> of exceptions.
> 
> It could be--and please help me understand whether this is true--that
> we will end up writing a standard that allows and disallows the same
> things, regardless of which approach we take.  Or is there a
> substantive disagreement lurking beneath the terminology?
> 
> To be clear, I don't mean to suggest that terminology doesn't matter,
> nor that we shouldn't discuss terminology.  I'm just saying that it's
> good to be clear about what is and isn't at stake in this part of the
> discussion.
> 
> On Thu, Jan 12, 2012 at 1:07 AM, Shane Wiley <wileys@yahoo-inc.com> wrote:
>> I believe cross-site tracking more accurately describes the intended goal of
>> the working group so would suggest this remain in the document "as is".  In
>> either direction we'll still need to elaborate as to what is and is not
>> cross-site tracking and this can be done with party position definitions and
>> business rules.  As MOST of the use cases imagined are cross-site centric,
>> this is the logical place to start from and articulate exceptions from this
>> pivot point.
>> 
>> 
>> 
>> - Shane
>> 
>> 
>> 
>> From: Kevin Smith [mailto:kevsmith@adobe.com]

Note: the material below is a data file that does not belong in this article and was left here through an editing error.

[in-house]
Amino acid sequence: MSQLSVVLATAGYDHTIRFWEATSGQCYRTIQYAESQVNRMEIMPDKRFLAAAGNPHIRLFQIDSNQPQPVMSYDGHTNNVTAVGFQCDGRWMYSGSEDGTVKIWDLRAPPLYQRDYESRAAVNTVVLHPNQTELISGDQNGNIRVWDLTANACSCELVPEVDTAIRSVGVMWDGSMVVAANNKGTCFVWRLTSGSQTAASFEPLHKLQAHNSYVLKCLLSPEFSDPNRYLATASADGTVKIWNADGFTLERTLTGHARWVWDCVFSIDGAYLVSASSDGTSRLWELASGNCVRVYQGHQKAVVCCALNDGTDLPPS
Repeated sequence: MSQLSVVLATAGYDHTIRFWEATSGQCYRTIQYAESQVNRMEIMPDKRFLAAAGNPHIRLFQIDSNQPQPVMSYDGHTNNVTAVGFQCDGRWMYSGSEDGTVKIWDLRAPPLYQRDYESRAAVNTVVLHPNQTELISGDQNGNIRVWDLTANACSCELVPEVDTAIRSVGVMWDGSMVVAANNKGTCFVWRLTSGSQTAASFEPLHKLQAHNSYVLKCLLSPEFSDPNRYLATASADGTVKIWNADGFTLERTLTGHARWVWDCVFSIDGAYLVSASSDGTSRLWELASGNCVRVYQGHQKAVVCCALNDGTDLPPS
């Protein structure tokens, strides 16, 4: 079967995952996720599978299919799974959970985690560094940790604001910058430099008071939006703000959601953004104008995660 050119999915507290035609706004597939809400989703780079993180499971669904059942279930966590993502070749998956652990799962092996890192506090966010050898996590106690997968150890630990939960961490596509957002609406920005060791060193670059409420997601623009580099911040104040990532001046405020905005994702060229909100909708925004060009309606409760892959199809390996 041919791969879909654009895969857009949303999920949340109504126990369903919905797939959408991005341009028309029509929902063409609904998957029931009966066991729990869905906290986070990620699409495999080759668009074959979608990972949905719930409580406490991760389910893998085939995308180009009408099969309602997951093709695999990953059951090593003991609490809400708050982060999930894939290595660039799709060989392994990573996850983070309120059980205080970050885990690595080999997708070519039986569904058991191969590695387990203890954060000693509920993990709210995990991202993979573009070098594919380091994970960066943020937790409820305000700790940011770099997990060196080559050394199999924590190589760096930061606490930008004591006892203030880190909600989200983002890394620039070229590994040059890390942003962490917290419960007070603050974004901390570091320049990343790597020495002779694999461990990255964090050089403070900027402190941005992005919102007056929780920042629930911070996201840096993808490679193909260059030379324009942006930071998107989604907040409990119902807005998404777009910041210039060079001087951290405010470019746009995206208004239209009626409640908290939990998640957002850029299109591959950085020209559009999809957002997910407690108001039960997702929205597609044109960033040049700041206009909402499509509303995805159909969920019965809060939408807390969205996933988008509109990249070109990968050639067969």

>> Sent: Thursday, January 12, 2012 12:38 AM
>> To: Jonathan Mayer; Sean Harvey
>> Cc: Rigo Wenning; Jeffrey Chester; public-tracking@w3.org; Roy T. Fielding
>> Subject: RE: diff of TPE editing since the FPWD
>> 
>> 
>> 
>> I agree with Sean that cross-site tracking carries far less ambiguity than
>> 1st vs 3rd parties and is probably a simpler approach to solving the same
>> problem of preventing cross-site tracking.
>> 
>> 
>> 
>> Jonathan wrote:
>> 
>>> I view it as a *positive* sign that our current approach has surfaced
>>> issues of outsourcing and backend sharing - that means we're moving past
>>> linguistic hijinks and debating actual substance.
>> 
>> 
>> 
>> From a cross-tracking based conversation, outsourcing is far less relevant,
>> and back-end sharing is a more obvious concern, being one of the primary
>> methods of cross-site data sharing.  So I actually think this is an example
>> of how the conversations become easier and more straightforward when
>> focusing on cross-tracking.
>> 
>> 
>> 
>> Jonathan Said:
>> 
>>> Kevin proposed a definition of "Do Not Cross Track" within the ambit of
>>> ISSUE-5 ("What is the definition of tracking?").  The discussion that
>>> followed was vague, confused, and unhelpful.
>> 
>> 
>> 
>> I actually got a very positive response and strong agreement from several
>> group members, but very little traction or discussion from the group as a